Poverty’s a serious problem in America, and I of course welcome their interest. But because their diagnosis is fundamentally flawed, their prescriptions often risk increasing poverty and inequality, while restricting opportunities for millions of American children.

Ryan’s theory of the case is that anti-poverty policy as crafted by liberals gives a person a fish, as it were, instead of teaching them to fish for themselves. He writes (with Scott) that, while safety net programs “prevent extreme deprivation,” they’re “not only putting a floor under people’s feet; [they’re] gluing their feet to it.”  Bush says, similarly, that “transfer payments to try to provide for people in poverty [are] actually putting limits on people’s possibilities.”

The solution is…wait for it…less government (Ryan/Scott):

“By limiting itself, government can actually expand opportunity when it gets out of the way and paves the road to collaboration—whether it’s between students and teachers, job seekers and employers, or people in need and people who can help. It is through that free, personal exchange that people learn the skills they need to succeed.”

This is merely a gussied up version of “if your only tool is a hammer, then everything looks like a nail.” The idea, and Ryan’s budgets very much underscore this point, is that we can help the poor more by doing less for them.

The evidence points strongly in the opposite direction. As CBPP’s Arloc Sherman noted yesterday (and Ben Spielberg and I have explained in detail), a large and growing body of high-quality research, like that described in the graph below, shows that the impact of income support and safety net programs like SNAP and Medicaid do not just occur upon receipt and immediately fade away. They have important, positive long-term benefits for children.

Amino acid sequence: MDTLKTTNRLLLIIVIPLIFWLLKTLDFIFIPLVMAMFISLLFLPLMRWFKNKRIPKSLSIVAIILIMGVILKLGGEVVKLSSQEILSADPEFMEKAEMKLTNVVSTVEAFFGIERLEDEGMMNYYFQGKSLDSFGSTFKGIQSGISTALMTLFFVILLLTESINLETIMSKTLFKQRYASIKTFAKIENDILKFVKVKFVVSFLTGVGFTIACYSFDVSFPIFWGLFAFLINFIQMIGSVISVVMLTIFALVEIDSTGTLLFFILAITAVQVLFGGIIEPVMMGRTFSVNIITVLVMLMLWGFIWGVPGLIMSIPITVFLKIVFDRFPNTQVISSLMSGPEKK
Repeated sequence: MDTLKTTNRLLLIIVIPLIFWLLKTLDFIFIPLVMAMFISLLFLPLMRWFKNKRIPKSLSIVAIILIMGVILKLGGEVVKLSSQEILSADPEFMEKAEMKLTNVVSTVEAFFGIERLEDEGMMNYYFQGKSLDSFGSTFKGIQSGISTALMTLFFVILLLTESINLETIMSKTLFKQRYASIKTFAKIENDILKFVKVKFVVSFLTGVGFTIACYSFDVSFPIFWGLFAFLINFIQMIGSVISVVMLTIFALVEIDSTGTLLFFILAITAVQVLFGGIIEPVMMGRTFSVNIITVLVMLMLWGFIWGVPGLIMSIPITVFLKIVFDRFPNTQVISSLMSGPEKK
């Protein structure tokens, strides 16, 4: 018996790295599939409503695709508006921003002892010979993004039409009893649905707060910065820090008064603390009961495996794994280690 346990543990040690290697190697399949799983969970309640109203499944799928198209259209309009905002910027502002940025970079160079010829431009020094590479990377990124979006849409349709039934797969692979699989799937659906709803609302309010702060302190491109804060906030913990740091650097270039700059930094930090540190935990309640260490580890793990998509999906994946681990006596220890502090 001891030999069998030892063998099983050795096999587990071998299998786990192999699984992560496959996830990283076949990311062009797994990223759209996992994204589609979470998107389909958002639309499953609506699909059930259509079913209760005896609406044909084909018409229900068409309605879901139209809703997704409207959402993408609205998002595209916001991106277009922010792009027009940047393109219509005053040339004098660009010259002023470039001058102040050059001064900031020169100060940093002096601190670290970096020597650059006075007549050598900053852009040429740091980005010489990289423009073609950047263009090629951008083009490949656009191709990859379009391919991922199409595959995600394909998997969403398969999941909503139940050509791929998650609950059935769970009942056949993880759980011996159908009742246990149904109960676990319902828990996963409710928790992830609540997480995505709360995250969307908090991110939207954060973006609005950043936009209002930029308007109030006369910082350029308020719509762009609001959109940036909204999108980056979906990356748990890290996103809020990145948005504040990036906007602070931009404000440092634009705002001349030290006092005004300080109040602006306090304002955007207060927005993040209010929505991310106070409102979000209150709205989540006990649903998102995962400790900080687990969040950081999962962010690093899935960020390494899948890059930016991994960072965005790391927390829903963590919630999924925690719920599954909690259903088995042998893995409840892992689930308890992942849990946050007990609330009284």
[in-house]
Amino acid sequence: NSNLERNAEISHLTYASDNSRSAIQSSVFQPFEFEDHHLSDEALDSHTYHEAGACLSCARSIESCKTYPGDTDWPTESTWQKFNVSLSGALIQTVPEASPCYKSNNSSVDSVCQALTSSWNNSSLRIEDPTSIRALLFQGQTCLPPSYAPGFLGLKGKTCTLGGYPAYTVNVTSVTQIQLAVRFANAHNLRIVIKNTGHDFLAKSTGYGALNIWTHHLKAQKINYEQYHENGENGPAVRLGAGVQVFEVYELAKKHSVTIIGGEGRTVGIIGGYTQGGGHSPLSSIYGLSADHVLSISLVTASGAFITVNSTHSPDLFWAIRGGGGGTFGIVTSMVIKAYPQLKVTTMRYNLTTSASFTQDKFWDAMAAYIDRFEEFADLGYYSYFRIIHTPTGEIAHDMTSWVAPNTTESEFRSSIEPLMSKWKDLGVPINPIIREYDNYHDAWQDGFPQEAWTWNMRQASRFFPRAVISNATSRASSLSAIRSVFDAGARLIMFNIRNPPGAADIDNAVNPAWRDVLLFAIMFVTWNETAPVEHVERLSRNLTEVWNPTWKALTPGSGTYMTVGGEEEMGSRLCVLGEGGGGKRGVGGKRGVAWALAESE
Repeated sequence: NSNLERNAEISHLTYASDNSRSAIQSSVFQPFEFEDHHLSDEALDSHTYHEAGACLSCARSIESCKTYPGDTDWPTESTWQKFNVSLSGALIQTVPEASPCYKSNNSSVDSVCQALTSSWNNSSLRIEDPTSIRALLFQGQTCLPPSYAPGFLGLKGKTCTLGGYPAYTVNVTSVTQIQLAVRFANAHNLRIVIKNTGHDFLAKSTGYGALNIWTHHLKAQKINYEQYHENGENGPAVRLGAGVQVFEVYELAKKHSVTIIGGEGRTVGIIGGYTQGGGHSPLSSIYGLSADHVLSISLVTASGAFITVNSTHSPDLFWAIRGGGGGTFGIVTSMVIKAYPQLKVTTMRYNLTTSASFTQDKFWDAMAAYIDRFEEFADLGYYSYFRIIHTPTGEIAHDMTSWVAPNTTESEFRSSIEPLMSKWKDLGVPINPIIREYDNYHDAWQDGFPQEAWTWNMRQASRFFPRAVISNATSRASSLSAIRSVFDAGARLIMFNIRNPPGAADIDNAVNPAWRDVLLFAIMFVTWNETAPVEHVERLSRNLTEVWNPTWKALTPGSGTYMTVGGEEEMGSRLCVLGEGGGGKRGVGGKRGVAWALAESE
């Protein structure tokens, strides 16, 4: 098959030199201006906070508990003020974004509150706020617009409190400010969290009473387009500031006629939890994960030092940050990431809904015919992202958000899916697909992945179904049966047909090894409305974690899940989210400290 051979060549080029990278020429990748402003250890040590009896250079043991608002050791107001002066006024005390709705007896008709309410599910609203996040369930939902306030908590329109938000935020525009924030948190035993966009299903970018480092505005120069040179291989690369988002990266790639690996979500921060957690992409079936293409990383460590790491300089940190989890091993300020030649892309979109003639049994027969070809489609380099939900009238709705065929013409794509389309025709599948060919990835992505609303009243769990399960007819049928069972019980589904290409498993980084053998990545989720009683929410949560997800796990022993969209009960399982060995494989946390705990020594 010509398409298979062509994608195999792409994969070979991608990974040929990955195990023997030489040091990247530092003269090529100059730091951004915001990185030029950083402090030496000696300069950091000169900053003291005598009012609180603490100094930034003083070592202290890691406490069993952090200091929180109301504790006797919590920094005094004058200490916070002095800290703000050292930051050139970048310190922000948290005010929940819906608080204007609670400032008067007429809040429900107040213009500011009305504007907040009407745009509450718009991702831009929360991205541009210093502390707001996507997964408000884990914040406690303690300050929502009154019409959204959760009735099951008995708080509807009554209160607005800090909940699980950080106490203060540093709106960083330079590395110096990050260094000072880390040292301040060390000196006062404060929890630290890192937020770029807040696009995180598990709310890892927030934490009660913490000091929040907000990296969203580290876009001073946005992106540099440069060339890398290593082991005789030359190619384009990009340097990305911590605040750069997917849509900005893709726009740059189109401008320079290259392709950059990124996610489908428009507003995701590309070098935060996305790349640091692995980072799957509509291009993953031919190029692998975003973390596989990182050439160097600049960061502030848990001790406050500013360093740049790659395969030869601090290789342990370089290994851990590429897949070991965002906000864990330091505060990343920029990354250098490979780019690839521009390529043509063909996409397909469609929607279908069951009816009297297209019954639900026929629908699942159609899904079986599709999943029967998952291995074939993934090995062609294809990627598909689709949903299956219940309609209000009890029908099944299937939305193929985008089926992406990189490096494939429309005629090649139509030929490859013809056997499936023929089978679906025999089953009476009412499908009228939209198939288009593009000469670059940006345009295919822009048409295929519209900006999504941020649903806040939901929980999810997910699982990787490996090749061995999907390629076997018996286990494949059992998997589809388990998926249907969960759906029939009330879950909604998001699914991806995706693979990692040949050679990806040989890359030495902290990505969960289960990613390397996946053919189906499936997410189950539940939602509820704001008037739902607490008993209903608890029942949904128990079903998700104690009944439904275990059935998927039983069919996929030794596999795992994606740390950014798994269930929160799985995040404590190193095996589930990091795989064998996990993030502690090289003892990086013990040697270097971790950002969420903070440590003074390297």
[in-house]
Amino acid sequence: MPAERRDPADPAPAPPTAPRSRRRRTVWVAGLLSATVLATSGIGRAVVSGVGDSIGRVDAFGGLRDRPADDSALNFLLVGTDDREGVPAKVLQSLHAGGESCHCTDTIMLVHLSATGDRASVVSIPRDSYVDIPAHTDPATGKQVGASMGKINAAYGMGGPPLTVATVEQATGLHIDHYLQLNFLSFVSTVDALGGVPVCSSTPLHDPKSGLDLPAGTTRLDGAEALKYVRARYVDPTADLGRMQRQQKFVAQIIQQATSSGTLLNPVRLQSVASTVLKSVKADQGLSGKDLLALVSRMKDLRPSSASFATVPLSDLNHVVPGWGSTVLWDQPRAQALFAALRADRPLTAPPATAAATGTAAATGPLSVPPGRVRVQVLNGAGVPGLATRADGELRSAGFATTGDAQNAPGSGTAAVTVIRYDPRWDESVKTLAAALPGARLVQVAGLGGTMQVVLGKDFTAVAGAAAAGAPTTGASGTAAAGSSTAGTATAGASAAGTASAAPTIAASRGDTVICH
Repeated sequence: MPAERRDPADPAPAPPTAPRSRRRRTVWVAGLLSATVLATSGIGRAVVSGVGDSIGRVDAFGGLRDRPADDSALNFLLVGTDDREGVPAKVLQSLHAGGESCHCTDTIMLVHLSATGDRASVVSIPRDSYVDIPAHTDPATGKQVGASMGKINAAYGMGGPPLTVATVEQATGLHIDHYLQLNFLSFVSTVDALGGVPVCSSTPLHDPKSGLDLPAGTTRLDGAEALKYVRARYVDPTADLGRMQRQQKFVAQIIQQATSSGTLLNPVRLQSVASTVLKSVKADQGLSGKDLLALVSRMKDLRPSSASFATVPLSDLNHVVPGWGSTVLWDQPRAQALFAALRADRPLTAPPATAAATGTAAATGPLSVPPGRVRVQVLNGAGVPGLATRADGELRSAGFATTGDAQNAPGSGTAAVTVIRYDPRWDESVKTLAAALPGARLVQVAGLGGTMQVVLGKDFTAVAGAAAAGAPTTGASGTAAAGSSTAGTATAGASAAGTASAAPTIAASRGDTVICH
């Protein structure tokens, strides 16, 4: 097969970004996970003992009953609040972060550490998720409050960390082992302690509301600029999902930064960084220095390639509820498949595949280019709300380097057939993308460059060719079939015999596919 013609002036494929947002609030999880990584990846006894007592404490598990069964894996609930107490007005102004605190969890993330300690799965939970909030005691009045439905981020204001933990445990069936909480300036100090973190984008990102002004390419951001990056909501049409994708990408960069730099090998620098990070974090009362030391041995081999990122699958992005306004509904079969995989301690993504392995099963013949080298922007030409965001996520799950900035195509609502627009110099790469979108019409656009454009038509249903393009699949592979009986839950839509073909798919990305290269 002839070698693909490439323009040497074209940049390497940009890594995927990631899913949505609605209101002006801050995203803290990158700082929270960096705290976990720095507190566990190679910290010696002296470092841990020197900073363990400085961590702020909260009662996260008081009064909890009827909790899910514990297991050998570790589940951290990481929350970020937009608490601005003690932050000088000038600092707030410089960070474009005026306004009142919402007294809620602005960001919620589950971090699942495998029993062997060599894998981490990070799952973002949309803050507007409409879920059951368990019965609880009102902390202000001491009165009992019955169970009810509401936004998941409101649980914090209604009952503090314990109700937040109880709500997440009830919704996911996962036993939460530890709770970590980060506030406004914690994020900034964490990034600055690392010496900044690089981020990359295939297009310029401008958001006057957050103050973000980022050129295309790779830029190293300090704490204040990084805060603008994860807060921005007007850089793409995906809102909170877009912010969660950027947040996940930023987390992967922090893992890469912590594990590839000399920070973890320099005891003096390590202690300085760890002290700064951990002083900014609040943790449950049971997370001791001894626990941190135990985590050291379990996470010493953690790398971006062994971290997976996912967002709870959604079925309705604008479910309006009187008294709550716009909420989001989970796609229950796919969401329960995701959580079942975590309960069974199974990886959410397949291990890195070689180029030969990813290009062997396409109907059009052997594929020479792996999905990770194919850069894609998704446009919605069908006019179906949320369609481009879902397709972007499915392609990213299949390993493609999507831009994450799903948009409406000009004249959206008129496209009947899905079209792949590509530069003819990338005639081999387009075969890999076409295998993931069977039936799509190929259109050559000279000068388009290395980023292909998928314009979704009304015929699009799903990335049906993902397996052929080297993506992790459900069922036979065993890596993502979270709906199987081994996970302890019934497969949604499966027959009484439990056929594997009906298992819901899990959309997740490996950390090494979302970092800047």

Next, the idea that liberal policies have failed is belied by…you know…data. Ryan, Scott, and Bush use the badly designed official poverty measure, which fails to capture the effect of safety net programs. They then argue that safety net programs haven’t worked. An inclusive poverty measure shows that the safety net’s effectiveness at reducing poverty has grown nearly ten-fold since 1967, as Chad Stone explained today.


OK, this next point is especially important. Bush says in a one-pager that he will eliminate SNAP (formerly food stamps), one of the nation’s most important anti-hunger programs, and replace it and other programs with block grants to states. That’s a big part of Ryan’s agenda as well.